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Cultural arts don't deliver as big a bang for the buck as other public services, at least not in the minds of Anne Arundel County taxpayers.

"They either don't believe there are any cultural arts in Anne Arundel County or they think they are a waste of money," said Daniel Nataf, a social scientist at Anne Arundel Community College whose students surveyed 386 residents this month.

The public opinion poll, released by the college yesterday, shows residents are happiest with the college's performance. Dr. Nataf said 88 percent of those polled described the college as a "good buy" for their tax dollar.

By comparison, 79 percent described county firefighters and the public libraries as "good," rather than "OK" or "poor." Trash collection, police and parks followed.

Public education trailed distantly, receiving "good" marks from 56 percent of those polled. Only 39 percent described cultural arts as a "good buy."

Regardless of the poll results, enrollment in classes at Maryland Hall for the Creative Arts and attendance at performances by the Annapolis Symphony Orchestra and other groups is rising, said Theresa Strobel, director of public relations and marketing for Maryland Hall.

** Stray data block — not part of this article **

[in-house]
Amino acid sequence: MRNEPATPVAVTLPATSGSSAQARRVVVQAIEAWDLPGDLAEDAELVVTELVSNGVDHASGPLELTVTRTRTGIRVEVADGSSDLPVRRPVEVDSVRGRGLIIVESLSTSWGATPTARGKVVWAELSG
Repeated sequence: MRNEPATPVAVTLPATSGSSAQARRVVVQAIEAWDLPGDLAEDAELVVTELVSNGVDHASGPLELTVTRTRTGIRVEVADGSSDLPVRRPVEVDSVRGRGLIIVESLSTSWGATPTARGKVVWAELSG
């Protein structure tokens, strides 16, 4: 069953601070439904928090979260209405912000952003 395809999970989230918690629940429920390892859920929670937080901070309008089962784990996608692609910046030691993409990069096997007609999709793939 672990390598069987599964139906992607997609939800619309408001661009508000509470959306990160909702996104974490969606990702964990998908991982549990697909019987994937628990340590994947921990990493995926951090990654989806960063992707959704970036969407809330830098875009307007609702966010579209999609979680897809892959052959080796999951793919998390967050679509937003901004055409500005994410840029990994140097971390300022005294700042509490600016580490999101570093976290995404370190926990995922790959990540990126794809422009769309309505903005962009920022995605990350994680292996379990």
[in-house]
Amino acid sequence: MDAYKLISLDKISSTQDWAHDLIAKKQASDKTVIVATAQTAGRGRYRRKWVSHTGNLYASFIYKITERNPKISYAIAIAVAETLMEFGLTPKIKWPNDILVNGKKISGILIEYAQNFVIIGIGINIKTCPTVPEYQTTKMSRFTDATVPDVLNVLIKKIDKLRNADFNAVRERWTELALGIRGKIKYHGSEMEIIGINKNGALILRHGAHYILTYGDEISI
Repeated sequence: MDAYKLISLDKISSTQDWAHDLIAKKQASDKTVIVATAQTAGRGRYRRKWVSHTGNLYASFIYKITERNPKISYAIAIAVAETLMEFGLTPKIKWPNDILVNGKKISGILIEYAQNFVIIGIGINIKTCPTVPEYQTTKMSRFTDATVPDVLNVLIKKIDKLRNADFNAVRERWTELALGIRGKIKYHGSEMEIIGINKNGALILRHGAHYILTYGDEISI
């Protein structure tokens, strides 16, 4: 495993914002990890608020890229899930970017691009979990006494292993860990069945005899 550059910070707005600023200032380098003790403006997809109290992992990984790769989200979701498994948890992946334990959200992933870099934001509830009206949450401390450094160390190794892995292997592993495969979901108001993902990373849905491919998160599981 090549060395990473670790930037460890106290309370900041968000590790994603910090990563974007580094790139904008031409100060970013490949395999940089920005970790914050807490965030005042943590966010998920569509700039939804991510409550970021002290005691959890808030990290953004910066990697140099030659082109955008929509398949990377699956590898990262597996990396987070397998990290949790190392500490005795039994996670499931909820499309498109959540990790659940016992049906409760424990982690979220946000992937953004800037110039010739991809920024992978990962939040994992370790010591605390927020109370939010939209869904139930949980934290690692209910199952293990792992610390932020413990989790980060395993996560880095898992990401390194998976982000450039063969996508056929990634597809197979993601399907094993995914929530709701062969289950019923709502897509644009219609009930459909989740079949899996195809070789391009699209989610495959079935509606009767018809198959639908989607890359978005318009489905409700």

The arts center, located in an old high school, offers courses in art, dance and music and is home to the Ballet Theatre of Annapolis and the Annapolis Opera.

"I think it is important to note that the cultural arts are not 100 percent tax-based as, say, the police department is," Ms. Strobel said. Only 5 percent of Maryland Hall's budget comes from taxpayers, she said.

The county government will spend $360,000 on local and regional programs, including the Baltimore Zoo and Baltimore Museum of Art. That is a tiny fraction of the $900 million the county will spend on police protection, libraries, schools and public utilities.

"You might say the frills took a beating," said Dr. Nataf. "People are unaware of what good they are getting from [the arts grants]. That may just be a case of marketing."

The poll should concern public educators more than those at Maryland Hall, Dr. Nataf said.

Education "is not a frill, but it's obviously not done well enough in most people's minds," he said.

The poll found that 36 percent of county residents have "very serious" doubts about the quality of public education, and 37 percent thought crowded classrooms a "very serious" issue.

"People seemed to have the most venom and seemed to have the cruelest things to say about the schools," Dr. Nataf said.

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